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  1. #1

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    framing photos with or without glass

    hi there,
    I'm preparing a show of some photos, 30 x 40cm, and find that frames with glass can be disastrous because of the reflexions. But without glass the prints are vulnerable, of course. How do you present your prints?
    peter

  2. #2

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    Go with glass. If the lighting is correct reflections should not be a problem.

    http://www.jeffreyglasser.com/

  3. #3

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    I've noticed that a lot of galleries wont accept glass, but prefer or require plexie. Its lighter and sometimes cheaper, but it will scratch if you even look at it too hard.
    All the best
    M. David Farrell, Jr.

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  4. #4
    johnnywalker's Avatar
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    I don't use glass or anything else to frame my pictures because of the reflections, but I've never shown them in a gallery. I'm curious as to what vulnerabilities you think they might have aside from sunlight and UV, neither of which should be a problem in a gallery.
    If I had been present at the creation, I would have given some useful hints for the better arrangement of the Universe.
    Alfonso the Wise, 1221-1284

  5. #5
    fdi
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    Short term you also have to worry about finger prints. Long term you have to worry about atmospheric contaminants. No glazing at all is the least expensive option and no glazing reflections but if you are using a gloss or semi-gloss paper then you will still have print reflections.

    My favorite choice is regular acrylic with proper gallery lighting. Acrylic wont break during transport and it does not have a green tint. With proper lighting there are little reflections. The light should be above the image shining down so that reflection is only sean if you sit in chair so that your eyes are below the image looking up. This page has photos of images that framed with acrylic except for the canvas floaters: Picture Frame Gallery. In this case it is studio lighting with lights on both sides of the picture frame so there are no reflections when viewing the picture straight on.

    The next least expensive option is non-glare acrylic or non-glare glass. These products have an etched surface to reduce reflections. The drawback is that they will also slightly reduce sharpness. Poor quality versions of this product will give the image a matted look which I consider completely unacceptable. High quality versions are difficult to notice the difference in sharpness unless you do an A/B test.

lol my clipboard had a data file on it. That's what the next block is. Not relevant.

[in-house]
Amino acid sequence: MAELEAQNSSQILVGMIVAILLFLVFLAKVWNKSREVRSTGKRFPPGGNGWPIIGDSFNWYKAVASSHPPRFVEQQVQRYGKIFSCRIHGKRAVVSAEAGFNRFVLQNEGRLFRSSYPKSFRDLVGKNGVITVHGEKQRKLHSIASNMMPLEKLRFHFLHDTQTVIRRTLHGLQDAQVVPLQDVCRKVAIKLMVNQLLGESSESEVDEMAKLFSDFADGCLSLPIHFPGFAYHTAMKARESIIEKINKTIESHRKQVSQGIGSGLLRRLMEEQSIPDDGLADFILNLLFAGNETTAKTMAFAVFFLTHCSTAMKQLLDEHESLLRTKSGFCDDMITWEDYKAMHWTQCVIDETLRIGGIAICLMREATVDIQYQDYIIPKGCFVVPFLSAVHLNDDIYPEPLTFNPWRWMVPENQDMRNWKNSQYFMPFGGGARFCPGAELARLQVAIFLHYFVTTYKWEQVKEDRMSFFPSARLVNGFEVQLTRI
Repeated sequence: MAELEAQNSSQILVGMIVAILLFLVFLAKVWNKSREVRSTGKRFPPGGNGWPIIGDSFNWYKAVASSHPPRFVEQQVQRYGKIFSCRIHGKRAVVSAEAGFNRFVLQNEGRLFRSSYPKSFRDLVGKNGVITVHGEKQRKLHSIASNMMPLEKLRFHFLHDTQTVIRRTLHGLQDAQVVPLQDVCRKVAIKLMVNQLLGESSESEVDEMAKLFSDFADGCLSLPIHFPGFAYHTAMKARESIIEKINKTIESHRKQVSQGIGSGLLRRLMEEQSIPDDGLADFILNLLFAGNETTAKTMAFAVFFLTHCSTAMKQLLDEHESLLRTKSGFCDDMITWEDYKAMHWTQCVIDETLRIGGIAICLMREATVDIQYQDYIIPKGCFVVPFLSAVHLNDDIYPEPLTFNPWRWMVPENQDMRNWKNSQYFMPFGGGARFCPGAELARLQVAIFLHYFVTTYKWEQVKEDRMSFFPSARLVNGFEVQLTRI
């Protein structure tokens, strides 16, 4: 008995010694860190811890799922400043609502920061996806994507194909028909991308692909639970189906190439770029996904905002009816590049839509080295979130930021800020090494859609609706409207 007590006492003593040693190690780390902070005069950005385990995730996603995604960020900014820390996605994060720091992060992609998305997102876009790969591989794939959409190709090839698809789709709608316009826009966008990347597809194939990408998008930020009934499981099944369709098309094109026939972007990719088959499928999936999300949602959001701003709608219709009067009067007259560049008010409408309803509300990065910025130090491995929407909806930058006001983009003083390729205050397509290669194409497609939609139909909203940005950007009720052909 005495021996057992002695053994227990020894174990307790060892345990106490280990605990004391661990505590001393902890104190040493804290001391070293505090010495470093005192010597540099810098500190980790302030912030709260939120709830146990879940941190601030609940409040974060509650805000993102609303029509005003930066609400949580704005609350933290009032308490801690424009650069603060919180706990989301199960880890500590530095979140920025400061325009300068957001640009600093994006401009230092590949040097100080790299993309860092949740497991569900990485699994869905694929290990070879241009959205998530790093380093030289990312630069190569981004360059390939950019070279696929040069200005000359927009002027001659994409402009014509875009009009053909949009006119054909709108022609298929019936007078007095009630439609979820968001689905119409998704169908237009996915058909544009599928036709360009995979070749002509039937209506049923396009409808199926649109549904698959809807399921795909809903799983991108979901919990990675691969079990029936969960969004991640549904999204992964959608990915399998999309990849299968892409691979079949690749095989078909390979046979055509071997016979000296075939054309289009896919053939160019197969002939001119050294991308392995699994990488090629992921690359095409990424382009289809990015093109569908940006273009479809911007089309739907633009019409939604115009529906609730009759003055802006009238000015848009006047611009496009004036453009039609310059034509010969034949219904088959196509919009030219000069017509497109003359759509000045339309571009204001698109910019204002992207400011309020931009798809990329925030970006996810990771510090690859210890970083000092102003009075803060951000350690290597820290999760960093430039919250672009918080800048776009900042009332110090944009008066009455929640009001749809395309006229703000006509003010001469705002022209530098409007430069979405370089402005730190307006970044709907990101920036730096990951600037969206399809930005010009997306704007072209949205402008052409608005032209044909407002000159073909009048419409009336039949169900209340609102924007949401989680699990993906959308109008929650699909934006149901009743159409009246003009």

The last option is anti-glare acrylic or glass such as TruVue Musuem glass. The drawback with this product is that it is very expensive and will probably cost more than all the other framing components combined.


    Quote Originally Posted by johnnywalker View Post
    I don't use glass or anything else to frame my pictures because of the reflections, but I've never shown them in a gallery. I'm curious as to what vulnerabilities you think they might have aside from sunlight and UV, neither of which should be a problem in a gallery.

  6. #6

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    If you are presenting glossy prints you will have the same problem with or without glass, but glass will protect the prints. I would try to work with the gallery and try to either adjust the placement of the prints or the lighting for maximum effect. You know you could also use the reflections off the glass to your advantage and set the photos on the wall in a way that allows you to only view one at a time so that your presentation of your are becomes part of the art and you draw people in by forcing them to stand in the place you want them in order to view the photo.
    "Would you like it if someone that painted in oils told you that you were not making portraits because you were using a camera?"
    "Shouldn't it be more about the joy of producing and viewing the photo than what you paid for the camera?"

    Me

  7. #7

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    I have exactly the same quandary :once you have spent fabulous sums on the print,toning,mounting etc,etc ,equally fabulous amounts on glass/plexi,at the end of which a less-than perfect light placement can destroy your visual effect and make a lovely image unremarkable to the viewer.
    Stuff that : I am going to buff my prints with Renaissance Wax,present them unglassed,and let the buyer take the weight for any subsequent glazing/framing they may feel is needed.

  8. #8

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    thanks for your comments. I've now hung thirty photos in a gallery, most of them without glass but it is true when the paper is glossy that gives same reflexions as glass. However, a few of them are printed on mat paper and that is THE solution. I'll do that in the future
    peter

  9. #9

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    The Columbia Museum of Art, in Columbia, SC, didn't do a good job of lighting the AA show they hosted this year. They were underlit and really required the viewer to strain to pick up on all the nuances of the prints. Lighting is crucial.
    M. David Farrell, Jr.

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    ~Buying a Nikon doesn not make you a photographer. It makes you a Nikon owner!

    ~Everybody has a photographic memory, but not everybody has film!

  10. #10
    Jim Fitzgerald's Avatar
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    I present all of my carbon prints without any glazing at all. Even non glare kills the image,IMHO.

    Jim

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